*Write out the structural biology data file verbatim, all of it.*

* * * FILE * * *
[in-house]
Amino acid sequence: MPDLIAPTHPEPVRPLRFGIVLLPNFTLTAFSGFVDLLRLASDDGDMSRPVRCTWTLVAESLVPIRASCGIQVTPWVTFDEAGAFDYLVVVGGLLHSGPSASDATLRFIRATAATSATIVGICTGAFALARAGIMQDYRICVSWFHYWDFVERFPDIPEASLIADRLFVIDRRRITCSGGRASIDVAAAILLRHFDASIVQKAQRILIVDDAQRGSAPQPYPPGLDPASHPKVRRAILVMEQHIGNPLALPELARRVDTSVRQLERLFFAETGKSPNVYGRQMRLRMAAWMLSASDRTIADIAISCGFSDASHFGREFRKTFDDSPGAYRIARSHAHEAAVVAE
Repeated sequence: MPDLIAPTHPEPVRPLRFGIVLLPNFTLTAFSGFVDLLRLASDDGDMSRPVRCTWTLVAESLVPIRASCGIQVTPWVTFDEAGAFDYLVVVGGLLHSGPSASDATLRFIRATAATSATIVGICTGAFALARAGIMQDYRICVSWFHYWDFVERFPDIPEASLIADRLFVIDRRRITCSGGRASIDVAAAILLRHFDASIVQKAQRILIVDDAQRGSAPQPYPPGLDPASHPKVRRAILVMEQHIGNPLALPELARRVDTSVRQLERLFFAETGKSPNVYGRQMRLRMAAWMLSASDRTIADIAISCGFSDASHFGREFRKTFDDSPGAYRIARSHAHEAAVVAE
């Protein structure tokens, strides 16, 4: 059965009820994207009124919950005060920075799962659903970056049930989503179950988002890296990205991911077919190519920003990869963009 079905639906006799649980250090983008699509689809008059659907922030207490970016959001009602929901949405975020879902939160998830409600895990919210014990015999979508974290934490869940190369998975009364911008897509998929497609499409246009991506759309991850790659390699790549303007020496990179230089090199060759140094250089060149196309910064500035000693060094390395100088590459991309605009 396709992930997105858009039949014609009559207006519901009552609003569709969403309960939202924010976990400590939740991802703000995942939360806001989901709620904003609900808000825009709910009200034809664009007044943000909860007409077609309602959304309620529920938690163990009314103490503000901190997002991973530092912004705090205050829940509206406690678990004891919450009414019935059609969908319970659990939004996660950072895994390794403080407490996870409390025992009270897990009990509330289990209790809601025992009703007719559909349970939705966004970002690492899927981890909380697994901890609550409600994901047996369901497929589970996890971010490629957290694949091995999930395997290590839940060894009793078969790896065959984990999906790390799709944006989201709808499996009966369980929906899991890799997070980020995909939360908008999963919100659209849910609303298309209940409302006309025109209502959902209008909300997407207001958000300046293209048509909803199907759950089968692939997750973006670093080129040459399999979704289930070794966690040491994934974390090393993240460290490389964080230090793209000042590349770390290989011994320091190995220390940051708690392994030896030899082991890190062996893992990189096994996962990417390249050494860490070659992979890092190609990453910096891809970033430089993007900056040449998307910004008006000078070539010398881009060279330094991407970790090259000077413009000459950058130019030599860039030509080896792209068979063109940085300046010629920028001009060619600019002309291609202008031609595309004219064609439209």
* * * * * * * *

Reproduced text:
[in-house]
Amino acid sequence: MPDLIAPTHPEPVRPLRFGIVLLPNFTLTAFSGFVDLLRLASDDGDMSRPVRCTWTLVAESLVPIRASCGIQVTPWVTFDEAGAFDYLVVVGGLLHSGPSASDATLRFIRATAATSATIVGICTGAFALARAGIMQDYRICVSWFHYWDFVERFPDIPEASLIADRLFVIDRRRITCSGGRASIDVAAAILLRHFDASIVQKAQRILIVDDAQRGSAPQPYPPGLDPASHPKVRRAILVMEQHIGNPLALPELARRVDTSVRQLERLFFAETGKSPNVYGRQMRLRMAAWMLSASDRTIADIAISCGFSDASHFGREFRKTFDDSPGAYRIARSHAHEAAVVAE
Repeated sequence: MPDLIAPTHPEPVRPLRFGIVLLPNFTLTAFSGFVDLLRLASDDGDMSRPVRCTWTLVAESLVPIRASCGIQVTPWVTFDEAGAFDYLVVVGGLLHSGPSASDATLRFIRATAATSATIVGICTGAFALARAGIMQDYRICVSWFHYWDFVERFPDIPEASLIADRLFVIDRRRITCSGGRASIDVAAAILLRHFDASIVQKAQRILIVDDAQRGSAPQPYPPGLDPASHPKVRRAILVMEQHIGNPLALPELARRVDTSVRQLERLFFAETGKSPNVYGRQMRLRMAAWMLSASDRTIADIAISCGFSDASHFGREFRKTFDDSPGAYRIARSHAHEAAVVAE
């Protein structure tokens, strides 16, 4: 059965009820994207009124919950005060920075799962659903970056049930989503179950988002890296990205991911077919190519920003990869963009 079905639906006799649980250090983008699509689809008059659907922030207490970016959001009602929901949405975020879902939160998830409600895990919210014990015999979508974290934490869940190369998975009364911008897509998929497609499409246009991506759309991850790659390699790549303007020496990179230089090199060759140094250089060149196309910064500035000693060094390395100088590459991309605009 396709992930997105858009039949014609009559207006519901009552609003569709969403309960939202924010976990400590939740991802703000995942939360806001989901709620904003609900808000825009709910009200034809664009007044943000909860007409077609309602959304309620529920938690163990009314103490503000901190997002991973530092912004705090205050829940509206406690678990004891919450009414019935059609969908319970659990939004996660950072895994390794403080407490996870409390025992009270897990009990509330289990209790809601025992009703007719559909349970939705966004970002690492899927981890909380697994901890609550409600994901047996369901497929589970996890971010490629957290694949091995999930395997290590839940060894009793078969790896065959984990999906790390799709944006989201709808499996009966369980929906899991890799997070980020995909939360908008999963919100659209849910609303298309209940409302006309025109209502959902209008909300997407207001958000300046293209048509909803199907759950089968692939997750973006670093080129040459399999979704289930070794966690040491994934974390090393993240460290490389964080230090793209000042590349770390290989011994320091190995220390940051708690392994030896030899082991890190062996893992990189096994996962990417390249050494860490070659992979890092190609990453910096891809970033430089993007900056040449998307910004008006000078070539010398881009060279330094991407970790090259000077413009000459950058130019030599860039030509080896792209068979063109940085300046010629920028001009060619600019002309291609202008031609595309004219064609439209």